Everytime I need to use the flash (particularly if the background is plain and light in colour) I get a false ghost shadow everytime. Am I doing something wrong or is it the camera? I have tried to use the SCN functions and if the light is insuffient, without the flash, the image comes out blurry.
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It sounds like your camera is under exposing a little. If you can, shoot in "raw" mode, and adjust in the software the camera manufacturer provides. Other things you can do: adjust the white balance for the lighting, override the camera's exposure to get more light, use flash, etc.
Your camera is setting its exposure to your subject, which if it's darker than the background will cause the background to over expose. You need to set the exposure to the background which then will cause your background to be properly exposed and your foreground or subject to be darker. With a point n shoot camera, accomplishing this might be a difficult task. But if you expose to the background and use the fill flash, you should then get your properly exposed image.
"Forced flash" is when you force the flash to fire even if the camera thinks there's enough light to photograph without it.
As an example, consider taking a photo of a person outdoors with the sun coming from one side and casting half the face in shadow. By forcing the flash to fire, you can illuminate the shadowed portion without affecting the background.
You get a picture with sharp and correct colored parts as well as parts blurred with wrong colors?
I assume this only happens indoors, when you use the flash?
It sounds like you are using Slow Synchro flash mode.
Try switching the flash mode to Auto instead.
It sounds like your colour sensor is having issue deciding what colours should be what. To test this, take a picture of something else white, first try something large like a cloud or a white pillow from close up, see if it comes up black. Then try something like an egg against a different colour background, something skin toned would work best, or use yellow. If those come up white, you've got me stumped, but it is likely they will appear to be black.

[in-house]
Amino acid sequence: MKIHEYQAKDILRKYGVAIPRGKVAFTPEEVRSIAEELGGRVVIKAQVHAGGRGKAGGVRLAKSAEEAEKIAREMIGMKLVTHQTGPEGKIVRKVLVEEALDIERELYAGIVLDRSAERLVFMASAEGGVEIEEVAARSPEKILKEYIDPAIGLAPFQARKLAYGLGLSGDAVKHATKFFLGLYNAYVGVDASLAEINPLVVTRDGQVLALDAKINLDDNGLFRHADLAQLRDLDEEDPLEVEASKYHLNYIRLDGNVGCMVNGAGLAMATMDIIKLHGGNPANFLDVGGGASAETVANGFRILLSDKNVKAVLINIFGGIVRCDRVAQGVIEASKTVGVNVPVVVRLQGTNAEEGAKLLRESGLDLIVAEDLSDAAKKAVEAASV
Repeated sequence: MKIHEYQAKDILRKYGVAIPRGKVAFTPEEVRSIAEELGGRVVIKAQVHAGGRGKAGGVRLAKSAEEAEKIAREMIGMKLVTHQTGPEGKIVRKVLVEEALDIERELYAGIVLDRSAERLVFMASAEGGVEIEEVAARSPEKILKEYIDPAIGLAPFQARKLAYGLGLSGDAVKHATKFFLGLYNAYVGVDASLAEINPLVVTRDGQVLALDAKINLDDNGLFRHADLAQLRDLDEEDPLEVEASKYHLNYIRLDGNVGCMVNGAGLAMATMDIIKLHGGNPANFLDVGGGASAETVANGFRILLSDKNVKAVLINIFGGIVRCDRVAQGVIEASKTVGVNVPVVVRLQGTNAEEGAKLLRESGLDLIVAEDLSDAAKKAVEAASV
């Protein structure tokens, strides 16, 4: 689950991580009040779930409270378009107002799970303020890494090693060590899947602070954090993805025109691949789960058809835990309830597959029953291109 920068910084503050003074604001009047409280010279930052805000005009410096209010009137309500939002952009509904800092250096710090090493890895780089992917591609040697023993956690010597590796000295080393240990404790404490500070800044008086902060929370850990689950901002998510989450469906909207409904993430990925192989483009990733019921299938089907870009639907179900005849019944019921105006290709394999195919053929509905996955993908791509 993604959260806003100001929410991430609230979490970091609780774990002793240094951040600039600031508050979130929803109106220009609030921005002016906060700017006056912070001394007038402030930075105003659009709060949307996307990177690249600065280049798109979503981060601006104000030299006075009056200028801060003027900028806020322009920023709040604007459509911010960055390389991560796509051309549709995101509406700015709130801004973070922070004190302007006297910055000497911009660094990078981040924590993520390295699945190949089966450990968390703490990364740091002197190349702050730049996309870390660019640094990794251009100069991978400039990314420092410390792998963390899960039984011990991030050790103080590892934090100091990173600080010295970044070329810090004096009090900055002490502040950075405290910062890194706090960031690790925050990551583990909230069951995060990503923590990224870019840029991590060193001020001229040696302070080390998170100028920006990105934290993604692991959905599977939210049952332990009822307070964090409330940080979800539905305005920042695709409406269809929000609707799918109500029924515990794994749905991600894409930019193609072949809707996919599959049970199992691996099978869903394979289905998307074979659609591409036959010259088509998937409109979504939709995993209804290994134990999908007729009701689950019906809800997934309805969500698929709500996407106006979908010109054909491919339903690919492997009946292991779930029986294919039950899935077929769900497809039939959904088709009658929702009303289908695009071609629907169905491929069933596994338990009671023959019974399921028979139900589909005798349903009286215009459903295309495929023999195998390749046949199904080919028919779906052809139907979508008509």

So, the problem doesn't seem to be the flash if the actual subject in
the foreground is exposed properly. My guess is that the background is
being lit by another light source. Typically, your camera uses a flash
for dark areas or what it gauges as a dark area. This doesn't adjust
the background for additional light sources. For example, if you're
standing outside and there's a tree covering someone that you're taking
a picture of your flash will adjust to "properly" light that
individual. However, because the flash was used for the main subject,
the background is actually now overexposed. The overexposed background
will show up as a brightly lit area because the camera had to adjust
for the foreground. This will actually reverse itself when it's dark
out - meaning if the background and foreground are dark, the flash will
expose the foreground, but the background will be black. Hopefully,
that helps you understand lighting and exposure. Now, to fix this
problem when shooting, you would need to consider several options - 1.
SLR camera with aperture and f-stop settings as well as compensation
controls. This will allow you to control every element of the exposure, but you still need to be aware of the lighting behind the "subject" to properly expose your shots. 2. backlighting compensation - common settings on both SLR and point and shoot cameras that makes auto lighting conversions for backlighting and other common lighting issues. Test whatever options are on your camera to see what works best for your specific problem. 3. Photoshop retouching - you may take one shot with your subject exposed properly and a second shot with the background then merge the images together. 4. using
a tripod to shoot without using the flash - this may give you the closest exposure to exactly what you see when looking at your subject.
All solid objects cast a shadow; it cannot be avoided. Certain techniques will help control or reduce the shadow by eliminating or reducing the harshness of the flash. Some of these techniques are:
Elevate, eliminate or soften the flash:
Make sure the flash is above the lens when you camera is turned to vertical (portrait) orientation. If the on-camera flash is higher than the subject, the lens should not "see" the shadow in most situations. Make sure the camera is higher than the subject, but not so high that you make a shadow in the other direction (under your subject's eyebrows, nose or chin, for example).
If there is enough natural light, you might be able to turn the flash off, or you can add "natural" light to the scene by opening curtains, turning on room lights, and so on. In low light you can still photograph without the flash by making sure the camera does not move during the exposure. Consider using a tripod or monopod.
The auto color balance feature should automatically adjust the color for the light source. Sometimes it is helpful (at least minimally) to include a white or near neutral grey item within the camera's field of view to assist the camera's color balance assessment. Mixed lighting gives mixed results.
Illuminate, eliminate, or move away from the object that has the shadow cast upon it (a wall, for example). Or, use it to your advantage by angling for a better position that may bounce and diffuse the light from the on-camera flash by reflecting light off the wall. Some photographers might lay a white sheet in front of the subject to soften the light by bouncing the light off the ceiling.